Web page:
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It is thought that dynamic stretching may be the safer type of stretching before activity.3-8 Is this an accurate simplification, or is it a rule of thumb with exceptions?

Static Stretching: Still a Role

It’s widely accepted that static stretching, when used in a pain-free ROM with proper technique and duration, can improve flexibility.1-4,8 Moreover, the effects of this type of stretching have been shown to last for nearly 24 hours, though the greatest gains in muscle length are reported immediately after stretching for about 15 minutes.2

These benefits seem to occur without a warm-up performed prior to stretching. If the goal is improving flexibility of a muscle group, it’s reassuring to note that a warm-up may not be necessary to facilitate gains.

The practical implication of this is that patients may be more likely to work stretching into their daily routines if they don’t have to perform a time-consuming warm-up prior to their prescribed stretches. As such, home compliance of issued stretches may improve if warm-ups aren’t necessary prior to stretching to achieve the desired increase in flexibility.

While it’s been established that static stretching can improve muscle flexibility, does it improve flexibility more than dynamic stretching? Theories have been proposed that the controlled, swinging motions to end-range typical of dynamic stretching have a lengthening effect on muscles. It’s speculated that the movement of the antagonist muscle causes the opposite muscle group to lengthen via reciprocal inhibition.3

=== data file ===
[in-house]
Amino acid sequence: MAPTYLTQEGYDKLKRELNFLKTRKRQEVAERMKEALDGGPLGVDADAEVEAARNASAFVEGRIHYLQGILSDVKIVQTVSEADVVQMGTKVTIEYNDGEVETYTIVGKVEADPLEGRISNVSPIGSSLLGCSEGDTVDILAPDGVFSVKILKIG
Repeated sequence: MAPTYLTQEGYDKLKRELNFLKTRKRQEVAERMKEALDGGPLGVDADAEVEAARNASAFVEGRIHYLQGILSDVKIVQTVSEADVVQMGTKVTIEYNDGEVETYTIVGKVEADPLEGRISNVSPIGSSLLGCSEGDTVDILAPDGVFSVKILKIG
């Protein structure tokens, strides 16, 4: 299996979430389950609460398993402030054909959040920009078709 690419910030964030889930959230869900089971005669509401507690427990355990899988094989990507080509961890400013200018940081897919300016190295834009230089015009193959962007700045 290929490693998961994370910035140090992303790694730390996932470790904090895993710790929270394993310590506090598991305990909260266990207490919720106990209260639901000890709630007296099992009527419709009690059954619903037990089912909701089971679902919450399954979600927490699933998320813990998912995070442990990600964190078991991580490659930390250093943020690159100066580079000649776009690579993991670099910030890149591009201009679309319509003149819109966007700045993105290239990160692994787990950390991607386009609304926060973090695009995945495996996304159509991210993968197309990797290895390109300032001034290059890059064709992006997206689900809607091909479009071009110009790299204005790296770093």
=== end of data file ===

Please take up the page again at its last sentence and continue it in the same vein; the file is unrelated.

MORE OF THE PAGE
Despite such proposed theories, a majority of the research tends to show that static stretching has a greater effect on flexibility in comparison to dynamic stretching.3-5 While gains in flexibility are seen with dynamic stretching, some studies have found that static stretching is two-to-three times more effective at improving flexibility.

So although dynamic stretching has been shown to improve flexibility, bigger gains appear to be made with static stretching.3-5 This bears implications when working with different patient populations. If you’re working with patients with pathological muscle tightness from a previous injury who present with reduced flexibility, static stretching may be the most viable type of stretching.